In this week’s edition of Pipeline Moves, we look at Merck KGaA’s berzosertib in small-cell lung cancer and solid tumours, as well as Amgen’s AMG 330 (eluvixtamab) in myelodysplastic syndrome. We also review Exelixis’s Cabometyx (cabozantinib) in cervical cancer and AbViro in Dengue fever.
Berzosertib’s advancement chances drops
Merck KGaA’s oncology asset berzosertib saw a decrease in its Phase Transition Success Rate (PTSR) in small-cell lung cancer and solid tumours after a Phase II trial was discontinued due to the low probability of the study meeting its pre-defined objective. In the trial’s main portion, the primary endpoint is objective response from first administration up to 15 months.
The PTSR decreased by 28 points to 25% in small-cell lung cancer and 27 points to 7% in solid tumours. GlobalData evaluated the asset on June 8 after a press release was issued on June 3. PTSR is the probability, given as a percentage, of a drug progressing successfully from one development stage to the next.
The open-label, single-arm study (NCT04768296) anticipated to enrol 86 participants with relapsed, platinum-resistant small-cell lung cancer. The trial looked into berzosertib in combination with the chemotherapy topotecan. Berzosertib inhibits ATR kinase activity.
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The study has a safety run-in portion with primary endpoints looking at dose-limiting toxicities, treatment-emergent adverse events, and other safety parameters. The media release states the combination’s safety was consistent to what was observed previously in other studies. The Phase II trial lists EDM Serono as the sponsor, which is Merck KGaA’s healthcare business.
Amgen terminates myelodysplastic syndrome study
Amgen’s eluvixtamab saw its PTSR reduce by 25 points to 36% in myelodysplastic syndrome after a Phase I study was terminated. Amgen terminated the trial due to a prioritisation decision. The PTSR change took effect on June 3 after a ClinicalTrials.gov update on June 2.
The multi-site trial (NCT02520427) was anticipated to enrol 256 participants but recruited only 96 subjects with myeloid malignancies. The study was set to evaluate the safety of eluvixtamab given as continuous intravenous infusion, and to determine the maximum tolerated dose and/or a biologically active dose. Eluvixtamab is a bi-specific T-cell engager (BiTE) antibody that targets CD33 and CD3 epsilon antigens.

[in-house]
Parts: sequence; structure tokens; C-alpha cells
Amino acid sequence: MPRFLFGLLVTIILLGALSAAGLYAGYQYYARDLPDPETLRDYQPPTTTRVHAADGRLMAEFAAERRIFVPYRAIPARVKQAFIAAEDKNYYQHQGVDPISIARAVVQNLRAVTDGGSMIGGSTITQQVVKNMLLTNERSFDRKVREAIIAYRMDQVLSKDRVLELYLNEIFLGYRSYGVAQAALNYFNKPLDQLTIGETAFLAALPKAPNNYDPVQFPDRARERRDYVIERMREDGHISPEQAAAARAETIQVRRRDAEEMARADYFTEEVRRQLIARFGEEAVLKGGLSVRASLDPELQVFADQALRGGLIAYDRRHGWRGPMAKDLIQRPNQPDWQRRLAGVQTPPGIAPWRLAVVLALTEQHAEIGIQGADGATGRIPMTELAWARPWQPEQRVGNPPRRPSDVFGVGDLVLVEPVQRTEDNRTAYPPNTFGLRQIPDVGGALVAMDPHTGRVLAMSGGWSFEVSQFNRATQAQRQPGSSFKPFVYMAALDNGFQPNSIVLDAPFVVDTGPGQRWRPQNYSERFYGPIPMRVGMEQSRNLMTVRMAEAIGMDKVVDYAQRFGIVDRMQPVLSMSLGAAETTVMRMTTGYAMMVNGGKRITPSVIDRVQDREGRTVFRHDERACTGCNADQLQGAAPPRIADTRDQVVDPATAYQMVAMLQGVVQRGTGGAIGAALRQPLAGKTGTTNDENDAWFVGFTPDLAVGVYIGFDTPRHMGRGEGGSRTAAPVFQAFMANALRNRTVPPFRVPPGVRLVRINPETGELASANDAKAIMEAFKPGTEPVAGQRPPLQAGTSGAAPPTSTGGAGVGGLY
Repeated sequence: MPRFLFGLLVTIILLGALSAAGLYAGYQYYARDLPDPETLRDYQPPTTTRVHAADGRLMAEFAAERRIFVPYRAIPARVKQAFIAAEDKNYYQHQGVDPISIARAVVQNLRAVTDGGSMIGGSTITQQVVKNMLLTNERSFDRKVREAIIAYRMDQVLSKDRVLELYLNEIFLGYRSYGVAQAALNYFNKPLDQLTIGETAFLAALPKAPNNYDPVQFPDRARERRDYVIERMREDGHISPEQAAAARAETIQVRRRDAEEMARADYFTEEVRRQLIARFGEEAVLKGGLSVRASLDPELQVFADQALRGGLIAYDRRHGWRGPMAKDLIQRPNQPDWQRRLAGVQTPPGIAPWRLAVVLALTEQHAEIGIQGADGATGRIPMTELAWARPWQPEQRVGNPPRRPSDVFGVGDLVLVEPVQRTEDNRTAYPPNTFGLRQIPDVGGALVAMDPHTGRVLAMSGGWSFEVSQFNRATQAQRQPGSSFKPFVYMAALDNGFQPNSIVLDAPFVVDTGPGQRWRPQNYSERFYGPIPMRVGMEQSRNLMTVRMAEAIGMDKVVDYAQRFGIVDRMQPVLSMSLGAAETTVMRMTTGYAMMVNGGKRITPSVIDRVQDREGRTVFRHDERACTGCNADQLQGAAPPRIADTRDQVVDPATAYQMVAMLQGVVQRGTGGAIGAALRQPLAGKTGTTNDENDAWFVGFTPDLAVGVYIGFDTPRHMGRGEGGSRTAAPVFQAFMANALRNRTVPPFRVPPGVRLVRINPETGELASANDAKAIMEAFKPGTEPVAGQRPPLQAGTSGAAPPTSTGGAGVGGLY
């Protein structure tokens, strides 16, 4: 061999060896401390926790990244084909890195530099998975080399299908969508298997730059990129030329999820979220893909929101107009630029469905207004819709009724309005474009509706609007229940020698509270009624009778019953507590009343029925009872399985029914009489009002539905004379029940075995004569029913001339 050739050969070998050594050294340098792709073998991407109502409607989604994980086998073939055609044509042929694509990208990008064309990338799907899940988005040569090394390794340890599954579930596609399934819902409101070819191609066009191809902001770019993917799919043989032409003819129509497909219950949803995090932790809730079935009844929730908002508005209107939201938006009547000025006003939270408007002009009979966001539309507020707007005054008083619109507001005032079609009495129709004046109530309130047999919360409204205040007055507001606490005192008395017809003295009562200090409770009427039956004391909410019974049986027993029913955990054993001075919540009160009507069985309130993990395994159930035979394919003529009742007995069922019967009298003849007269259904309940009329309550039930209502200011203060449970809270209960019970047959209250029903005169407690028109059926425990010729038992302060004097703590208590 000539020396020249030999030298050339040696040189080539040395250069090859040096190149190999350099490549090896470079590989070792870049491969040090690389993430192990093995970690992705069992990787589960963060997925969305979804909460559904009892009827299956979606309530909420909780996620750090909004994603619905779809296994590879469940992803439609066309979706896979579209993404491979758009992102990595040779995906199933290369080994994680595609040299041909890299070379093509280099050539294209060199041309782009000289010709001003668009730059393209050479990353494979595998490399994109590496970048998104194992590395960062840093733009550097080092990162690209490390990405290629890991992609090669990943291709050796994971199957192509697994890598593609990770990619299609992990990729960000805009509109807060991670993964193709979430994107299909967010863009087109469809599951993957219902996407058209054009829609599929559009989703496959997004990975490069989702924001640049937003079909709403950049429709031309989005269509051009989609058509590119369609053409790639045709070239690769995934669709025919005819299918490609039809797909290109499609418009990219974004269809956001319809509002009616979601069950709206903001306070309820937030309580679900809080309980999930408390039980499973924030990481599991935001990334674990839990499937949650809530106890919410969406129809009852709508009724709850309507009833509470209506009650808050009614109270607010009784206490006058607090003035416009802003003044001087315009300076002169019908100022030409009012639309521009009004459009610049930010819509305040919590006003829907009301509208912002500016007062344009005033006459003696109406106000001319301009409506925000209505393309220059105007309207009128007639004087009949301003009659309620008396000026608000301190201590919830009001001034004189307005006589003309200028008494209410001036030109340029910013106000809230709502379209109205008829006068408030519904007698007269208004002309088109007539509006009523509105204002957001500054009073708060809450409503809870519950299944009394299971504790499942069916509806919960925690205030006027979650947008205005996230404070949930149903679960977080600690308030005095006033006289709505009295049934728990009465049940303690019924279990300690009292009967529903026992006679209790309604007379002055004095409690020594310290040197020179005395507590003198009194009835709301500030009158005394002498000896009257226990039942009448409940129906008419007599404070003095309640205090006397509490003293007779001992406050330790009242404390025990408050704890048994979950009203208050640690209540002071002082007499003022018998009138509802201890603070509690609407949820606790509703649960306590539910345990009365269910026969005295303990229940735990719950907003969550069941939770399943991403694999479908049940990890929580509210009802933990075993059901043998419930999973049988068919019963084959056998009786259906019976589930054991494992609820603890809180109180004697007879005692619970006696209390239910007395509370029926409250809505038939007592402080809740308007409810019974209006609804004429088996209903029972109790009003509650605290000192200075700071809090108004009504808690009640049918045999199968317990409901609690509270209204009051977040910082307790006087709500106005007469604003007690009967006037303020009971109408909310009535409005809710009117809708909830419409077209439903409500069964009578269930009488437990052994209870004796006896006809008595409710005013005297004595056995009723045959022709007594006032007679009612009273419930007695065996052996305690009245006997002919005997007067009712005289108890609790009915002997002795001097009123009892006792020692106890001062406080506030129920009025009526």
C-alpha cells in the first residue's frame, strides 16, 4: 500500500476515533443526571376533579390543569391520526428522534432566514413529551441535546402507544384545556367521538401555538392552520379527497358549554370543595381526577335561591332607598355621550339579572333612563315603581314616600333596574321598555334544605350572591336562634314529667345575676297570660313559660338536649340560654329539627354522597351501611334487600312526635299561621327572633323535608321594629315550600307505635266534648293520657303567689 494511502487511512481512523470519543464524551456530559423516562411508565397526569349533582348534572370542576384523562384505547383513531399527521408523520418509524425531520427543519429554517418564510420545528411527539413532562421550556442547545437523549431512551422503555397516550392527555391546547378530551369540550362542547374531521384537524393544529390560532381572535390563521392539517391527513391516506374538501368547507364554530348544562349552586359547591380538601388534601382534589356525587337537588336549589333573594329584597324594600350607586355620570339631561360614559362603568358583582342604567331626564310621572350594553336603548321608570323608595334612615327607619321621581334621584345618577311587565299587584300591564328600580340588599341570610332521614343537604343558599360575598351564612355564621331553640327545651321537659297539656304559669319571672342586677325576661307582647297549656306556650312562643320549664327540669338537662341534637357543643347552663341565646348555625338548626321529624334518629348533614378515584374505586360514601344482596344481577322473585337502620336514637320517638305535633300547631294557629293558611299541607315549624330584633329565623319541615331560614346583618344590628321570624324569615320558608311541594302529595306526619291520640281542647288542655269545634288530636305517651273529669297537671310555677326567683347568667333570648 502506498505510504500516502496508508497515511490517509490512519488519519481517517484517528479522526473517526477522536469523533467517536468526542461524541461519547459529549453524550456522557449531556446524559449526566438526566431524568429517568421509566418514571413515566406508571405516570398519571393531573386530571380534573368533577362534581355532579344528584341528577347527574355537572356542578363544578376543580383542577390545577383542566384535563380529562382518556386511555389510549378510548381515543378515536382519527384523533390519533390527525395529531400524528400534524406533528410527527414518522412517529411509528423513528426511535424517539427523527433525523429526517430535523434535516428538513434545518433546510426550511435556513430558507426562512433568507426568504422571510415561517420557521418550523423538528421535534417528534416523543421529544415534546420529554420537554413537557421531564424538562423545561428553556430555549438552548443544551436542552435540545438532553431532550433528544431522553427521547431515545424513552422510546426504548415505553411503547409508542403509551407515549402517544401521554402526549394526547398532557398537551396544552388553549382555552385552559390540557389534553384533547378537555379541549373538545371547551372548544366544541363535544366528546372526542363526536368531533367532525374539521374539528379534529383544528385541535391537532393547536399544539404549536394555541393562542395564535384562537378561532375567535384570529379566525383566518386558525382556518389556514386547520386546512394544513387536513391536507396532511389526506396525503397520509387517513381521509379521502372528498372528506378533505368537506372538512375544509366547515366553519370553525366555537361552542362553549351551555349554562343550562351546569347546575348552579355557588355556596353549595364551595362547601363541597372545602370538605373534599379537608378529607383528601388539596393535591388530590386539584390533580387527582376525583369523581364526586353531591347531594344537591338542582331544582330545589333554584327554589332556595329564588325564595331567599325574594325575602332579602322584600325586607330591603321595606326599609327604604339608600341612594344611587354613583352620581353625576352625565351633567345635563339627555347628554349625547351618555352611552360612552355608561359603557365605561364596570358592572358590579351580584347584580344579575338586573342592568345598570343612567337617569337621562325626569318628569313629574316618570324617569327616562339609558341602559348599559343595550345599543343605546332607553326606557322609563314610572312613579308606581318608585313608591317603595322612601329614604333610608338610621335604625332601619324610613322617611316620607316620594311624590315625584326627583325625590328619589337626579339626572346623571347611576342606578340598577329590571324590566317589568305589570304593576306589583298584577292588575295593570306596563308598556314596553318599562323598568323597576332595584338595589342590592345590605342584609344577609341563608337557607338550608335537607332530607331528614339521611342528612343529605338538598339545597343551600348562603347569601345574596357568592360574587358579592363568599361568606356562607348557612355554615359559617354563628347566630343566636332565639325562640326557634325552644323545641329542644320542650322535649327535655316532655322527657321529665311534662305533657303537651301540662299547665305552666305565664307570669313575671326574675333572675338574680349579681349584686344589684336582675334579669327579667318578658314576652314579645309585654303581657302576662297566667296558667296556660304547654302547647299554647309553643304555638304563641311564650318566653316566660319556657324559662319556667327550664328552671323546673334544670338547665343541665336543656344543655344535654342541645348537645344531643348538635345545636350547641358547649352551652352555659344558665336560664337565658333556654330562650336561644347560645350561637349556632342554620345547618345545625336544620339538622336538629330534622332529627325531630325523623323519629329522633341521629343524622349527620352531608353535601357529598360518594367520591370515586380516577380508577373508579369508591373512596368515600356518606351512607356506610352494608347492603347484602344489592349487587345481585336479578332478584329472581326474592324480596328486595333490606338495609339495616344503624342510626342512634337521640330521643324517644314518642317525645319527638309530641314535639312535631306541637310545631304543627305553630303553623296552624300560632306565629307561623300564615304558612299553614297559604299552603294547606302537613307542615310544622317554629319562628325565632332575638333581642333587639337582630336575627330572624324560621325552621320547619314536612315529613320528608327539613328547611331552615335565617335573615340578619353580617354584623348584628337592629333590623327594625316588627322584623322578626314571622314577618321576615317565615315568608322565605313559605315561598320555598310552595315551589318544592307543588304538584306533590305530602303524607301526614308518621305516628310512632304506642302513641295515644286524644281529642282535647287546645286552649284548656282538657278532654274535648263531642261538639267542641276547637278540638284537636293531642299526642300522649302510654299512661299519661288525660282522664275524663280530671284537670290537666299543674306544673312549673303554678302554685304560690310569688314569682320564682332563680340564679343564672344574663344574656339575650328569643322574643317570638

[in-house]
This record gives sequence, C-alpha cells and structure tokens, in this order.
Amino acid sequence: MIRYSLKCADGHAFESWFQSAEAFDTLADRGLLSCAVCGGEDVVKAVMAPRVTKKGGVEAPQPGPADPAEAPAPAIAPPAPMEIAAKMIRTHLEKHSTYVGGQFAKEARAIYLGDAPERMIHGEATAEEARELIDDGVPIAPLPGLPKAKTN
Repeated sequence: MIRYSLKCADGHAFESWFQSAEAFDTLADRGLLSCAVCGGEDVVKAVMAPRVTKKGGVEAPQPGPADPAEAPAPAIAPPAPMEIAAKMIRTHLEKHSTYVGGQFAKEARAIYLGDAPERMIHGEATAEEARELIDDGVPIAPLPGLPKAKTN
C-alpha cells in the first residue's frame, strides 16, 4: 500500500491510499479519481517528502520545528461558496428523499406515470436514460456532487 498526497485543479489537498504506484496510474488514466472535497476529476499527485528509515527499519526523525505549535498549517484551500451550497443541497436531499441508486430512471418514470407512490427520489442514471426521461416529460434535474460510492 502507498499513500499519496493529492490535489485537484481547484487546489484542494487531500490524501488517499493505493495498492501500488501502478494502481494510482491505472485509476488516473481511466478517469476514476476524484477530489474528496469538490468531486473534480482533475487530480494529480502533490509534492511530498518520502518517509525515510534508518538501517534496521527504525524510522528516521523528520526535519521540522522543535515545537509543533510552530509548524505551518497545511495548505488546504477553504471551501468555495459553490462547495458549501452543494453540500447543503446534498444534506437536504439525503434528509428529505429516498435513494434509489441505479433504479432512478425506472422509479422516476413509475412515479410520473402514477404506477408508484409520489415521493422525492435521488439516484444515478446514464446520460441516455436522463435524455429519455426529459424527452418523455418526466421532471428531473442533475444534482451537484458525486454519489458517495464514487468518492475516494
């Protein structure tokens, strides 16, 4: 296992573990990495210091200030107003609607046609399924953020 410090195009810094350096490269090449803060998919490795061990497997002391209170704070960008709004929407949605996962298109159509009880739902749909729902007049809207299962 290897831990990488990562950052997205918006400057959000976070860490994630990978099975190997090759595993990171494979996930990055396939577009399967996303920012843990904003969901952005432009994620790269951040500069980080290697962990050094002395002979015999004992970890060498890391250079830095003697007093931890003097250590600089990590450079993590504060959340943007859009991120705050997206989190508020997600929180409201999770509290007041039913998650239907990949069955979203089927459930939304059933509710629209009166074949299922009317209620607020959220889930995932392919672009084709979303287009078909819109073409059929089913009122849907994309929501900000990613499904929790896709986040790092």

Cabometyx cervical cancer trial terminated
Exelixis’s Cabometyx saw its PTSR slump in cervical cancer after a Phase II trial sponsored by University of South Alabama was terminated due to the primary investigator leaving the institution. The PTSR decreased by 10 points to 26%. GlobalData evaluated the asset on June 8 after a ClinicalTrials.gov update on June 7.
The open-label study (NCT04230954) anticipated to enrol 39 participants with recurrent, persistent and/or metastatic cervical cancer with PD-L1 tumour positivity. Nine patients were eventually recruited.
The trial was designed to evaluate the efficacy and safety of Cabometyx in combination with Merck’s Keytruda (pembrolizumab). Cabozantinib is approved for hepatocellular carcinoma, metastatic renal cell carcinoma, renal cell carcinoma, and thyroid cancer.
Dengue fever trial completes
AbViro’s AV-1 human monoclonal antibody saw its PTSR increase by seven points reaching 43% in Dengue fever following a Phase I study completion. The trial’s status was marked as completed on ClinicalTrials.gov on June 03, with GlobalData evaluating the asset on June 06.
The first-in-human Phase I study (NCT04273217) investigated the safety of AV-1 in 42 healthy adult participants. The primary outcomes of the study measured the number of participants with physical and clinical exam abnormalities, incidence and severity of adverse events, among others.
Dengue fever is an infectious viral disease with no available therapy options apart from supportive care. The disease is spread by mosquitos and affects approximately 390 million people annually. 2 billion people are at risk for infection globally, making Dengue a public health concern.
On May 20, Clinical Trials Arena reported on the surge of Dengue fever cases and how manufacturers have struggled to develop antivirals and vaccines due to poorly coordinated clinical research and information gaps on how the virus evolves.
Need to Know:
GlobalData’s proprietary model uses a combination of machine learning and an algorithm to calculate an individual drug’s PTSR. PTSR indicates the probability of a drug’s advancement to the next stage of clinical development. The model uses data points from the individual drugs, clinical trials, regulatory milestones, company, and financial databases.